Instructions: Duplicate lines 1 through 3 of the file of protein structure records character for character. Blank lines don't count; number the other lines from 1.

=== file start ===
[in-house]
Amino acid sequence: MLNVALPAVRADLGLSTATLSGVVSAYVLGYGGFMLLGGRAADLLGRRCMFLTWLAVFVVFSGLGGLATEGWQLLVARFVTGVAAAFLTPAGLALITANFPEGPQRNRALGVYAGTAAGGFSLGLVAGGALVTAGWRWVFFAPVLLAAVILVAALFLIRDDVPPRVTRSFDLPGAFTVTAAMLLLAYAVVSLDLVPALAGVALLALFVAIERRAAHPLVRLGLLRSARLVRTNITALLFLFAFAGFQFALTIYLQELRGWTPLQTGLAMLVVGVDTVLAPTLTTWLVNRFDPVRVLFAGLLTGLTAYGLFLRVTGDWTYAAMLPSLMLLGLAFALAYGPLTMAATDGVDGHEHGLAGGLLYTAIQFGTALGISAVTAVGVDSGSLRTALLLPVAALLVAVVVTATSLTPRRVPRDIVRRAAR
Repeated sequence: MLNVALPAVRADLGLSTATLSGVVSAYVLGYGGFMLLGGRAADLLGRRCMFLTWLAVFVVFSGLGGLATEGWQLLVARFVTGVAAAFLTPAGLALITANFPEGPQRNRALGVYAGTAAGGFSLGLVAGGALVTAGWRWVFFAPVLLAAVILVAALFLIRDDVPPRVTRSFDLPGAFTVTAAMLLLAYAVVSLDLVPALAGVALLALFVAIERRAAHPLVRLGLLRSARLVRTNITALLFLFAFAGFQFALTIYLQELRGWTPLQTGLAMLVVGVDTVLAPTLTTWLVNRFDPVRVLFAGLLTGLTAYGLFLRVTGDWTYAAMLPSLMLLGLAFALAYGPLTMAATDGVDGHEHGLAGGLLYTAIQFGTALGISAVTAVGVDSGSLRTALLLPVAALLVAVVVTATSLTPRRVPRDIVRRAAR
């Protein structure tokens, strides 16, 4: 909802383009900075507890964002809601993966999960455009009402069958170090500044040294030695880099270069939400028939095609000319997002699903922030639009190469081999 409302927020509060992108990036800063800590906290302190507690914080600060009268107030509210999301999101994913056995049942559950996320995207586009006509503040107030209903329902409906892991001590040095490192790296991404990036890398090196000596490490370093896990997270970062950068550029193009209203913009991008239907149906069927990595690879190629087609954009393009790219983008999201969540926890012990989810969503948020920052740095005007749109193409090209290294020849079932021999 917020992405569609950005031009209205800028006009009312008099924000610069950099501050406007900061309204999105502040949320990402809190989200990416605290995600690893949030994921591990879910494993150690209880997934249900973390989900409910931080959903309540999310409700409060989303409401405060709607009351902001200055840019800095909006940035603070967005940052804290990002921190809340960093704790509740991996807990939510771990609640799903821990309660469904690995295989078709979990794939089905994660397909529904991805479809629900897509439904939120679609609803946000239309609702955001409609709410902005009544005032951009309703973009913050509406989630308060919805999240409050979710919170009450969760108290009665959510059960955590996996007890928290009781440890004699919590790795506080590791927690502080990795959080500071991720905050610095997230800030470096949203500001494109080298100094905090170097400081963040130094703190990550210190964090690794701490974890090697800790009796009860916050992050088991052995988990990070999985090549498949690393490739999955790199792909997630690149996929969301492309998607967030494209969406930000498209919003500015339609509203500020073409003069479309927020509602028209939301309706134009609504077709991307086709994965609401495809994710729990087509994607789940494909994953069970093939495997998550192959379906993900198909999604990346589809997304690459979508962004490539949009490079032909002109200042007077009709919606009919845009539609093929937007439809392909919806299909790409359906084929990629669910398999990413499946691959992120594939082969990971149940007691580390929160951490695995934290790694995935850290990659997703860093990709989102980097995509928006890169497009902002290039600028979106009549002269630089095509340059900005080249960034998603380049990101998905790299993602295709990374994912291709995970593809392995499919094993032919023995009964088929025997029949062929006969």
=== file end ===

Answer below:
[in-house]
Amino acid sequence: MLNVALPAVRADLGLSTATLSGVVSAYVLGYGGFMLLGGRAADLLGRRCMFLTWLAVFVVFSGLGGLATEGWQLLVARFVTGVAAAFLTPAGLALITANFPEGPQRNRALGVYAGTAAGGFSLGLVAGGALVTAGWRWVFFAPVLLAAVILVAALFLIRDDVPPRVTRSFDLPGAFTVTAAMLLLAYAVVSLDLVPALAGVALLALFVAIERRAAHPLVRLGLLRSARLVRTNITALLFLFAFAGFQFALTIYLQELRGWTPLQTGLAMLVVGVDTVLAPTLTTWLVNRFDPVRVLFAGLLTGLTAYGLFLRVTGDWTYAAMLPSLMLLGLAFALAYGPLTMAATDGVDGHEHGLAGGLLYTAIQFGTALGISAVTAVGVDSGSLRTALLLPVAALLVAVVVTATSLTPRRVPRDIVRRAAR
Repeated sequence: MLNVALPAVRADLGLSTATLSGVVSAYVLGYGGFMLLGGRAADLLGRRCMFLTWLAVFVVFSGLGGLATEGWQLLVARFVTGVAAAFLTPAGLALITANFPEGPQRNRALGVYAGTAAGGFSLGLVAGGALVTAGWRWVFFAPVLLAAVILVAALFLIRDDVPPRVTRSFDLPGAFTVTAAMLLLAYAVVSLDLVPALAGVALLALFVAIERRAAHPLVRLGLLRSARLVRTNITALLFLFAFAGFQFALTIYLQELRGWTPLQTGLAMLVVGVDTVLAPTLTTWLVNRFDPVRVLFAGLLTGLTAYGLFLRVTGDWTYAAMLPSLMLLGLAFALAYGPLTMAATDGVDGHEHGLAGGLLYTAIQFGTALGISAVTAVGVDSGSLRTALLLPVAALLVAVVVTATSLTPRRVPRDIVRRAAR